Jeld-Wen ordered to divest Pennsylvania plant to restore competition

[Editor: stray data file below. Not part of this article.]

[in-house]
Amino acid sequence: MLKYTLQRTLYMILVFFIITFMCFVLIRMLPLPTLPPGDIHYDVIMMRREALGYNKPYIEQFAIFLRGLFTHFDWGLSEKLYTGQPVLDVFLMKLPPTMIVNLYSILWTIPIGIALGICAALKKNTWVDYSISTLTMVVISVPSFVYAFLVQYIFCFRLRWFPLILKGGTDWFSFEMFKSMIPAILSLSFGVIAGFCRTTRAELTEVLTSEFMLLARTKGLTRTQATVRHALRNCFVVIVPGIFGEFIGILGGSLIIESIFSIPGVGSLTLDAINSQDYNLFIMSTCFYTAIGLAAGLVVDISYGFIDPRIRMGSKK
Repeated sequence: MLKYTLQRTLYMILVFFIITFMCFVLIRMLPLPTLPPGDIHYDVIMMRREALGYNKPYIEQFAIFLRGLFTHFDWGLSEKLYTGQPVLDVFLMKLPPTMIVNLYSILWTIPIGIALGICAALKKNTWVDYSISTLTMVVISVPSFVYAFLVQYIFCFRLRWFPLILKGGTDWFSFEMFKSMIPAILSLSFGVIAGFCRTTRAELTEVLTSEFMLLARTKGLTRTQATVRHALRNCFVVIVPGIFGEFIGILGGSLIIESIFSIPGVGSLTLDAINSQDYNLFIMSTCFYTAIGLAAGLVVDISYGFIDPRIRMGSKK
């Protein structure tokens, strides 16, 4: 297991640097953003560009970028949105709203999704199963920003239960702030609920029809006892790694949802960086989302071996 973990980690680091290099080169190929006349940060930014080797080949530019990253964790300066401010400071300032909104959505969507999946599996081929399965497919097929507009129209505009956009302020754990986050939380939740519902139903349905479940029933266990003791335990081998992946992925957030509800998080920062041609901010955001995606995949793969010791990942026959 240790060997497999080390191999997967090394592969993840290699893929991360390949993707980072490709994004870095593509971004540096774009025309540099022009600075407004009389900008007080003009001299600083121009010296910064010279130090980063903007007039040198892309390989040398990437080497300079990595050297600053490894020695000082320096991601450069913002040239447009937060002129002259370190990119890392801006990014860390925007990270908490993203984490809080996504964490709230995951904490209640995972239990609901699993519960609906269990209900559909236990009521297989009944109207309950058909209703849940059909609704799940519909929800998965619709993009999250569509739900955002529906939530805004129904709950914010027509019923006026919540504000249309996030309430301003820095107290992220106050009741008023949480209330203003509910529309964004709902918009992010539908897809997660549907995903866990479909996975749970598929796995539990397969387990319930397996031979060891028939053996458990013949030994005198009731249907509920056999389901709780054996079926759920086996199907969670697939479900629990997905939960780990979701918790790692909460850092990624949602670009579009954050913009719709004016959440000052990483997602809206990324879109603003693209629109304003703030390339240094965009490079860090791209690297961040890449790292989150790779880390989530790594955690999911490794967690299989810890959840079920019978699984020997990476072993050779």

Federal Judge Robert Payne has ordered Jeld-Wen, a wholly-owned subsidiary of Jeld-Wen to divest itself of its Towanda, Pennsylvania, interior molded doorskin-manufacturing plant, to preserve and maintain the plant through divestiture to another company, and to enter a series of contracts designed to ensure that the divestiture results in a viable supplier of molded doorskins going forward. Judge Payne also ordered that a Special Master - to be appointed by the Court - will oversee the divestiture process, including sale of the plant. Jeld-Wen will be responsible for the cost of that Special Master. The Judge's order finalizes the opinion he released October 5, which detailed actions to follow a unanimous February 15, 2018 jury decision in his Richmond, Virginia court agreeing with Steves' assertion that Jeld-Wen violated federal antitrust law - specifically, the Clayton Act - by substantially reducing competition in the market for interior molded doorskins in the U.S. through its acquisition of its former competitor, CMI. The jury also sided with Steves in finding that Jeld-Wen had breached its long-term doorskin supply agreement with Steves. After winning that jury verdict, Steves sought an order of divestiture that would require Jeld-Wen to sell the doorskin plant in Towanda, Pennsylvania that it acquired as part of its unlawful acquisition of CMI. Steves argued that divestiture would restore competition in the market for interior molded doorskins in the U.S., to the benefit of competition and independent door manufacturers, including Steves. Jeld-Wen insisted that an order of divestiture would be a "disaster" for Jeld-Wen's own operations, and resisted divestiture on a variety of other grounds. In a lengthy and detailed October opinion, the Court substantially agreed with Steves. The Court observed Jeld-Wen's conduct after the merger, including the fact that "Jeld-Wen felt free to disregard existing contract obligations respecting pricing and to engage in bullying tactics to get increased prices even if that would kill off some of the Independents who were its customers." The Court then said that it would order Jeld-Wen to sell the Towanda facility in order to restore the competition that Jeld-Wen had destroyed with its illegal merger. Judge Payne detailed what the divestiture of the Towanda plant would entail - to include everything from the plant itself to inventory, materials, office furniture, computer systems, licenses, permits, contracts, certifications, customer lists and supply agreements, repair and maintenance records, patents, other intellectual property, trade secrets, operational manuals and many other items. The judge also ordered Jeld-Wen not to hire any of the plant's employees for at least two years following the divestiture. The judgment also included an award of declaratory relief, again in favor of Steves, which requires that Jeld-Wen follow certain terms of its contract with Steves for the remainder of its term. Jeld-Wen must honor the contract it signed. The judgment also resolves outstanding remnants of Jeld-Wen's failed trade secrets campaign against Steves. Jeld-Wen had filed a counterclaim in response to Steves' original Clayton Act antitrust suit, alleging that Steves had misappropriated purported trade secrets in violation of the Texas Uniform Trade Secrets Act and the Federal Defense of Trade Secrets Act. The counterclaim was separated from the Steves' antitrust claims for a separate trial.